SUNBIZ

Business Lessons From The Chiefs

Mark Wager will be in Suva on Thursday 8th June. Mark has limited availability on this day but if you want to meet him or invite him to deliver training
27 May 2017 11:00
Business Lessons From The Chiefs
Crusaders Captain, Sam Whitelock wins the line-out against Chiefs at ANZ Stadium on May 19, 2017. Photo: Ronald Kumar.

Mark Wager will be in Suva on Thursday 8th June. Mark has limited availability on this day but if you want to meet him or invite him to deliver training at your business contact him at Mark@Leadership.com.fj

 

During the past week Fiji was treated to a Super Rugby match between the Crusaders and the Chiefs. For any prospective rugby player, watching the match not only would  have been entertaining but also a source of  valuable lessons from watching two teams with so many skilful players. While rugby lessons were apparent, also available was some valuable business lessons learned.

It wasn’t long ago that Rugby was an amateur sport and today it’s one of the world’s most successful professional sports and at the heart of the wave of professionalism is the Super Rugby competition run by the combined unions from New Zealand, Australia and South Africa.

There are valuable business lessons to be learnt here and in this article I want to look at one of the most successful franchises, the Chiefs and breakdown some lessons that every business can learn.

 

Expand your market

Why go local when you can go global

The Chiefs hosting a home match in Fiji for the second time is an attempt to extend the market for their brand. The Crusaders did something similar previously when they held a match in England. The Chiefs understand the importance of getting more people to view their product and to gain new fans, they understand the importance of expansion and how to do it correctly.

 

In today’s business world the gap between the local market and the global market is far smaller than it has ever been with the advancements in technology and travel. If you have a business the most effective way to become more successful is to expand the number of people who can buy your product. So like the Chiefs you must look at new areas in which you can expand.

 

Develop your future

 Tomorrow’s success is determined by the planning you do today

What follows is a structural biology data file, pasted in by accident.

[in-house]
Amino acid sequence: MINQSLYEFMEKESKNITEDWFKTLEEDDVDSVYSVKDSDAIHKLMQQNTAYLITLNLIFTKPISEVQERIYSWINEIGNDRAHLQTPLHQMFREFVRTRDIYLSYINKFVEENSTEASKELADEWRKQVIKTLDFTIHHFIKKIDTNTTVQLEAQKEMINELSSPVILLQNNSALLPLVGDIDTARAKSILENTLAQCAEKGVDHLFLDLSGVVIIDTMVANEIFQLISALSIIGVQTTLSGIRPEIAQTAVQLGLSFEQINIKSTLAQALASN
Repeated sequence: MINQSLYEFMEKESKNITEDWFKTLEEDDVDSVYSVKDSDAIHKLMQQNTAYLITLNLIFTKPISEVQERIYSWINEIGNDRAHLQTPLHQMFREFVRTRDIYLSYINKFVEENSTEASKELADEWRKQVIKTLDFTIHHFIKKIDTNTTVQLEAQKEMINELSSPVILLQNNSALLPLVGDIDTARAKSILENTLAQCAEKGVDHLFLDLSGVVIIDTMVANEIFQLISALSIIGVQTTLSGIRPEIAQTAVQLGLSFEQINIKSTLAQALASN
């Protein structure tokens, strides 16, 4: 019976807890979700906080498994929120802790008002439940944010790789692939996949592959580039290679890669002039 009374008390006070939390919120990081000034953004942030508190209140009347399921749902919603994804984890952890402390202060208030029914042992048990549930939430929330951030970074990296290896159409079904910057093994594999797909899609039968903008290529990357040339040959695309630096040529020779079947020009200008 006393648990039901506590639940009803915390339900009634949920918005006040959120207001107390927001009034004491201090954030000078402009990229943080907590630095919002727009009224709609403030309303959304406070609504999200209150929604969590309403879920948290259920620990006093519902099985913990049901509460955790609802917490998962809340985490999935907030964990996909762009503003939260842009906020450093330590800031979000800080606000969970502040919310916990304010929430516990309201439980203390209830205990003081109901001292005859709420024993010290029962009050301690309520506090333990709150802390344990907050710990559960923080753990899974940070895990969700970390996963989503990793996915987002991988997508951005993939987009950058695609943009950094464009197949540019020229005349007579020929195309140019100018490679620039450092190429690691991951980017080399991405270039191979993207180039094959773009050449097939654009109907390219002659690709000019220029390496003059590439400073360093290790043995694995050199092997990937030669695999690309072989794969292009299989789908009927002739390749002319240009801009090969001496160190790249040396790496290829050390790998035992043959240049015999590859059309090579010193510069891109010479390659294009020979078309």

The Chiefs have been a consistently strong side in Super Rugby for many seasons and the main reason behind this is their commitment to a talent pipeline.

No matter which player leaves and how valuable he may have been there is always another player who is waiting to take their opportunity.

Stephen Donald was the star performer for the Chiefs and when he first left we wondered who could replace him, but along came Aaron Cruden and when he leaves at the end of this season young Damien MacKenzie is ready to take over.

In your business you need to ask who are your valuable people and what would happen if they left tomorrow, who would you replace them  with and what would be the impact?

It’s easy to only think about the present but if you want ongoing success then you need to develop the future star performers of your business so that no matter what happens your business will remain strong.

 

Spread the Leadership responsibilities

 A successful team is a team of leaders

Everyone understands how important strong leadership is to a successful team but the Chiefs also understand that leadership is never a singular responsibility.

The Chiefs have a history of having co-captains and having a group of players who have leadership qualities. Leadership is at its very core the desire to lead by example and to hold others as well as oneself accountable.

If you have  people within your team who can do that then the team will be successful.

Leadership training has often been used to develop the senior most managers within an organisation but more and more companies are starting to see the benefit of having all their staff attending a leadership workshop.

If a person can lead by example then they don’t have to lead from the front, they can lead from anywhere within the organisation.

 

Stand for something

 People will rise to the level of the leaders expectations

I’m a Chiefs fan and when I go to the Waikato stadium to watch them play I’m always impressed by the Whatanoa Gateway. It’s  a carving at the stadium that the players have to walk under and it symbolises the passion, determination of ancient Maori warriors.

For the players of the Chiefs team they  know that when they put on the jersey and walk onto the field they are not just representing themselves or their club, they are not just fighting for their team mates, but the jersey represents the wider community and everyone who as gone before them.

The Chiefs play for something that is greater than themselves.

In business people will work for money and they will work very hard for a lot of money but if you truly want to motivate people and by that I mean create an atmosphere where people will be inspired to work harder than they ever thought possible,  will sweat blood and tears to achieve success.

If you want a team like this then you have to give them something to believe in that is greater than themselves.

If this can be created then the expectations will be greater and if it’s a cause that the people can believe in then their ability effort and performance will rise to meet that level.

The next time you see the Chiefs play or even any other Super Rugby side play, enjoy the game and admire the skills of the players on the pitch but ask yourself a question.

What  lessons can I take away from this game that can help me in my business because the next great business lesson may not be found in a business book but rather maybe found in the next time you experience excellence.



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